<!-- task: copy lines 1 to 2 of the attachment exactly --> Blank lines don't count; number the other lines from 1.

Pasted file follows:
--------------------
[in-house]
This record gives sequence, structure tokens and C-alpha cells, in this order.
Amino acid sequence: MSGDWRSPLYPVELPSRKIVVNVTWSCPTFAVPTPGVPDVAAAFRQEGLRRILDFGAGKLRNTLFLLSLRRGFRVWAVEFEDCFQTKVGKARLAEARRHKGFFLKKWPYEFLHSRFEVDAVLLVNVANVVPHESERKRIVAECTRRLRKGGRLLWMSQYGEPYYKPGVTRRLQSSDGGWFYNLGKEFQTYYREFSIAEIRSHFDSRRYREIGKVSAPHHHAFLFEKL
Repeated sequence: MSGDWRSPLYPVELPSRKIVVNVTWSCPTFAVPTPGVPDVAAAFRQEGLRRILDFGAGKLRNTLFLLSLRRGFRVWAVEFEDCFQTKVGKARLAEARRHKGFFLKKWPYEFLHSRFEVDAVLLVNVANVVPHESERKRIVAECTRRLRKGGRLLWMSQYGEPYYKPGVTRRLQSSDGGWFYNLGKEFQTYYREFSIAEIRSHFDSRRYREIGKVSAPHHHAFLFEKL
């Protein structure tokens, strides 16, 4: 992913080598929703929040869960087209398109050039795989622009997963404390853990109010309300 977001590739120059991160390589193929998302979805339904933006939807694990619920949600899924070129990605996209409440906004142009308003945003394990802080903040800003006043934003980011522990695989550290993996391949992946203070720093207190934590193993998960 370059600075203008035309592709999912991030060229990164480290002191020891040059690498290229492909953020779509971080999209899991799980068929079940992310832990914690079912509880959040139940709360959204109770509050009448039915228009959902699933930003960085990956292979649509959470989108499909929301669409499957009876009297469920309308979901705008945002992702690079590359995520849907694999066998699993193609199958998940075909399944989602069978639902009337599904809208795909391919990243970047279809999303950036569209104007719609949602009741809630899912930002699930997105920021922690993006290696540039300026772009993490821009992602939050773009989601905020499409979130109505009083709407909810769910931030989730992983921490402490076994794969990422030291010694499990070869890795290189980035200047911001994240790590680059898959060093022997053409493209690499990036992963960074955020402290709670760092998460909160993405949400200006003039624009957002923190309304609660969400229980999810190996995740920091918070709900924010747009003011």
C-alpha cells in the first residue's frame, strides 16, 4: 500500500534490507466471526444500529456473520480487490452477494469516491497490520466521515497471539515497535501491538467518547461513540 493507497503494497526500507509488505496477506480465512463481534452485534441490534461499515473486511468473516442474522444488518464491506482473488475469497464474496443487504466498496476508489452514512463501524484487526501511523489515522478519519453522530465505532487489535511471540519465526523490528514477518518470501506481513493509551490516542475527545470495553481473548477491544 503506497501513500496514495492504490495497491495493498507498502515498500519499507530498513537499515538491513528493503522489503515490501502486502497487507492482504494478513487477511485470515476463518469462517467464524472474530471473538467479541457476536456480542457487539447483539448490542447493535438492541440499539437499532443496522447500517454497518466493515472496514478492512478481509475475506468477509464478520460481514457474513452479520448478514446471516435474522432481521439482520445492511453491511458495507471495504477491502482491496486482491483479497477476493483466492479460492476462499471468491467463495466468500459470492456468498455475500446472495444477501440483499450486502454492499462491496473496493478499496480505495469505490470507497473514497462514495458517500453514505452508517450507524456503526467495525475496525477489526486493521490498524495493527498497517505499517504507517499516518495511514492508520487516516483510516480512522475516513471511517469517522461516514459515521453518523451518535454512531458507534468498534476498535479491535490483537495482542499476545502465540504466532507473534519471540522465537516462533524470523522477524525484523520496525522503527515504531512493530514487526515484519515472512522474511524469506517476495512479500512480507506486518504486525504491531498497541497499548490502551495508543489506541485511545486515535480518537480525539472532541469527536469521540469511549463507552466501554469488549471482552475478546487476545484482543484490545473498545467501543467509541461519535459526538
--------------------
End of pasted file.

[in-house]
This record gives sequence, structure tokens and C-alpha cells, in this order.